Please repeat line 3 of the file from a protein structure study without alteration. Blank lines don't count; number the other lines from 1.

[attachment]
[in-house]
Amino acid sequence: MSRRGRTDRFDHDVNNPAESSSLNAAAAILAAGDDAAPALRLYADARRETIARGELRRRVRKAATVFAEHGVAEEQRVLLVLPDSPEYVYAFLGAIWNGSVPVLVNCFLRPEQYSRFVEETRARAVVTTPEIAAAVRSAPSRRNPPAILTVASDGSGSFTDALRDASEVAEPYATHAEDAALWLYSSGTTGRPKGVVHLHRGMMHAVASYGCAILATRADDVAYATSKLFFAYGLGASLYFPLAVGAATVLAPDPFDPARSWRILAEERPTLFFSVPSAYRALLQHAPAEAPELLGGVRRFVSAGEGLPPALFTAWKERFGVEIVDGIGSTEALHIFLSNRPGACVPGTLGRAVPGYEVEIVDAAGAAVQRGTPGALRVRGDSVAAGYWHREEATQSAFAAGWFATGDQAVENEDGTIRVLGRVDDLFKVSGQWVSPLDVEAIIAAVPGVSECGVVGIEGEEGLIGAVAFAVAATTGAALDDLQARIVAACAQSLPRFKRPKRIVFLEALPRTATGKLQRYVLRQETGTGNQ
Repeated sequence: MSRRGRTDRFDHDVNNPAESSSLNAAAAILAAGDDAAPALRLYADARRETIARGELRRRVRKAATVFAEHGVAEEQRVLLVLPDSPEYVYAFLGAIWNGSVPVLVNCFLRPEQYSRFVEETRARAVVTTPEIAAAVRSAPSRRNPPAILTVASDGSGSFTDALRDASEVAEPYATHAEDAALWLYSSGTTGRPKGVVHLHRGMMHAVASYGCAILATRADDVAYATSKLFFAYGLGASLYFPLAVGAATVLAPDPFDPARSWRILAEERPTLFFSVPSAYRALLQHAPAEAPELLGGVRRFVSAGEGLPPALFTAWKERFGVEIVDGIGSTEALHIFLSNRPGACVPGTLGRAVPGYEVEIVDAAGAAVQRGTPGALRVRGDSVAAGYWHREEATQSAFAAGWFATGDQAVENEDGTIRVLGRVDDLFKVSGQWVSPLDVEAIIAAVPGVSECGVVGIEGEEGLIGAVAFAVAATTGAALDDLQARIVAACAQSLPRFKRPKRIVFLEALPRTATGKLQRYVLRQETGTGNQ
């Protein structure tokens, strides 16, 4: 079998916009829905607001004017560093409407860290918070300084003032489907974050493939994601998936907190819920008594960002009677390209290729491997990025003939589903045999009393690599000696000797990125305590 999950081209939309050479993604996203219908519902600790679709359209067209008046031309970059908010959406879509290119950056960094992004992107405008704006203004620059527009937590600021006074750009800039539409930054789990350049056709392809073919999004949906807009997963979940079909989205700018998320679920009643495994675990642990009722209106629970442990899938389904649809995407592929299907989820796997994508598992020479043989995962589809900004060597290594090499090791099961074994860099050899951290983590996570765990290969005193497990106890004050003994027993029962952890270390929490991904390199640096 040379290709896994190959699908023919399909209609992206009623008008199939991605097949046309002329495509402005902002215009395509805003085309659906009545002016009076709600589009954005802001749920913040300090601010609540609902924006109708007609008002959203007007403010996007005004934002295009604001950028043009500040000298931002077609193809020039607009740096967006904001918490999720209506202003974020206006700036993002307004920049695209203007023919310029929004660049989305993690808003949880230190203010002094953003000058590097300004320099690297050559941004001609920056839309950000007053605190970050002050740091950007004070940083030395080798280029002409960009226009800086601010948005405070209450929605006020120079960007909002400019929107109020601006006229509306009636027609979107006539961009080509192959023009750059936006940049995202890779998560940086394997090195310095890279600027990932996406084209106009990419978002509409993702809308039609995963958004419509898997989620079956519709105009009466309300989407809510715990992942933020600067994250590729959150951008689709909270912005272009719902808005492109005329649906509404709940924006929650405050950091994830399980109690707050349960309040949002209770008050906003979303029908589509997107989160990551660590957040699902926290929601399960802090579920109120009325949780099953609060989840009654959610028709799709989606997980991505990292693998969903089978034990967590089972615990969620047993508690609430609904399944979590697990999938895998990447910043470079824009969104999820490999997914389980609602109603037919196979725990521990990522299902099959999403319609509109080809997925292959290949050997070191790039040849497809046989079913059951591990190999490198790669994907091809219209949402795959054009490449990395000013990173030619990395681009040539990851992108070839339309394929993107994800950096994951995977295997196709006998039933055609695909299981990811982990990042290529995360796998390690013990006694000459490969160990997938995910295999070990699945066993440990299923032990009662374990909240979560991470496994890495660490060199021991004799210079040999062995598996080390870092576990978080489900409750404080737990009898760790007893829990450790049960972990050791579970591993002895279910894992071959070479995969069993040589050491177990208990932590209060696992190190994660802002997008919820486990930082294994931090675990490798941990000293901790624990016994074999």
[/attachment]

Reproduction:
Repeated sequence: MSRRGRTDRFDHDVNNPAESSSLNAAAAILAAGDDAAPALRLYADARRETIARGELRRRVRKAATVFAEHGVAEEQRVLLVLPDSPEYVYAFLGAIWNGSVPVLVNCFLRPEQYSRFVEETRARAVVTTPEIAAAVRSAPSRRNPPAILTVASDGSGSFTDALRDASEVAEPYATHAEDAALWLYSSGTTGRPKGVVHLHRGMMHAVASYGCAILATRADDVAYATSKLFFAYGLGASLYFPLAVGAATVLAPDPFDPARSWRILAEERPTLFFSVPSAYRALLQHAPAEAPELLGGVRRFVSAGEGLPPALFTAWKERFGVEIVDGIGSTEALHIFLSNRPGACVPGTLGRAVPGYEVEIVDAAGAAVQRGTPGALRVRGDSVAAGYWHREEATQSAFAAGWFATGDQAVENEDGTIRVLGRVDDLFKVSGQWVSPLDVEAIIAAVPGVSECGVVGIEGEEGLIGAVAFAVAATTGAALDDLQARIVAACAQSLPRFKRPKRIVFLEALPRTATGKLQRYVLRQETGTGNQ